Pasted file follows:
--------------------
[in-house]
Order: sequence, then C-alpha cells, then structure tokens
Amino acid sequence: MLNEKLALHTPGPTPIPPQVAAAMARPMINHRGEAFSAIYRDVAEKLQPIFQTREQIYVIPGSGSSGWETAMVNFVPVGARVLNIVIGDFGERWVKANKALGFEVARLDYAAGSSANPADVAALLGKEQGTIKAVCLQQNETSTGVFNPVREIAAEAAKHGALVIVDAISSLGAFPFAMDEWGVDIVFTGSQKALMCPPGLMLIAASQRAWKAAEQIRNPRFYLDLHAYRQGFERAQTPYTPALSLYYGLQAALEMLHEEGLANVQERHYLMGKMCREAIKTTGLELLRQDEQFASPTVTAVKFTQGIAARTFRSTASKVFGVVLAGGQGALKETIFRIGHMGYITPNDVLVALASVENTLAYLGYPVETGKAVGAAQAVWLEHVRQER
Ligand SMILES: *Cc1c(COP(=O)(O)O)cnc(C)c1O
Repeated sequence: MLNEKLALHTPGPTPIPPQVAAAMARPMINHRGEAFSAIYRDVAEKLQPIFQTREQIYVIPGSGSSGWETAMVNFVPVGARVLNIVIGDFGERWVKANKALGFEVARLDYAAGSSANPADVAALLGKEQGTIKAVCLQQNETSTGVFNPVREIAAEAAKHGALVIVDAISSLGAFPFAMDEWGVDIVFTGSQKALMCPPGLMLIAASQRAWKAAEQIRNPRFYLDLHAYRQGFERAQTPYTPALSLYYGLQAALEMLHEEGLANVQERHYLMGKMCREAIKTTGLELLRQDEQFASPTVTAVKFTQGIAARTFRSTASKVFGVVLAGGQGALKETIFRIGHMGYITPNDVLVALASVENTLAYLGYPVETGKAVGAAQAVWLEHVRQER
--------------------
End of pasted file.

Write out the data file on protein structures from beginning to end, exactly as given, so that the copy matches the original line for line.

[in-house]
Order: sequence, then C-alpha cells, then structure tokens
Amino acid sequence: MLNEKLALHTPGPTPIPPQVAAAMARPMINHRGEAFSAIYRDVAEKLQPIFQTREQIYVIPGSGSSGWETAMVNFVPVGARVLNIVIGDFGERWVKANKALGFEVARLDYAAGSSANPADVAALLGKEQGTIKAVCLQQNETSTGVFNPVREIAAEAAKHGALVIVDAISSLGAFPFAMDEWGVDIVFTGSQKALMCPPGLMLIAASQRAWKAAEQIRNPRFYLDLHAYRQGFERAQTPYTPALSLYYGLQAALEMLHEEGLANVQERHYLMGKMCREAIKTTGLELLRQDEQFASPTVTAVKFTQGIAARTFRSTASKVFGVVLAGGQGALKETIFRIGHMGYITPNDVLVALASVENTLAYLGYPVETGKAVGAAQAVWLEHVRQER
Ligand SMILES: *Cc1c(COP(=O)(O)O)cnc(C)c1O
Repeated sequence: MLNEKLALHTPGPTPIPPQVAAAMARPMINHRGEAFSAIYRDVAEKLQPIFQTREQIYVIPGSGSSGWETAMVNFVPVGARVLNIVIGDFGERWVKANKALGFEVARLDYAAGSSANPADVAALLGKEQGTIKAVCLQQNETSTGVFNPVREIAAEAAKHGALVIVDAISSLGAFPFAMDEWGVDIVFTGSQKALMCPPGLMLIAASQRAWKAAEQIRNPRFYLDLHAYRQGFERAQTPYTPALSLYYGLQAALEMLHEEGLANVQERHYLMGKMCREAIKTTGLELLRQDEQFASPTVTAVKFTQGIAARTFRSTASKVFGVVLAGGQGALKETIFRIGHMGYITPNDVLVALASVENTLAYLGYPVETGKAVGAAQAVWLEHVRQER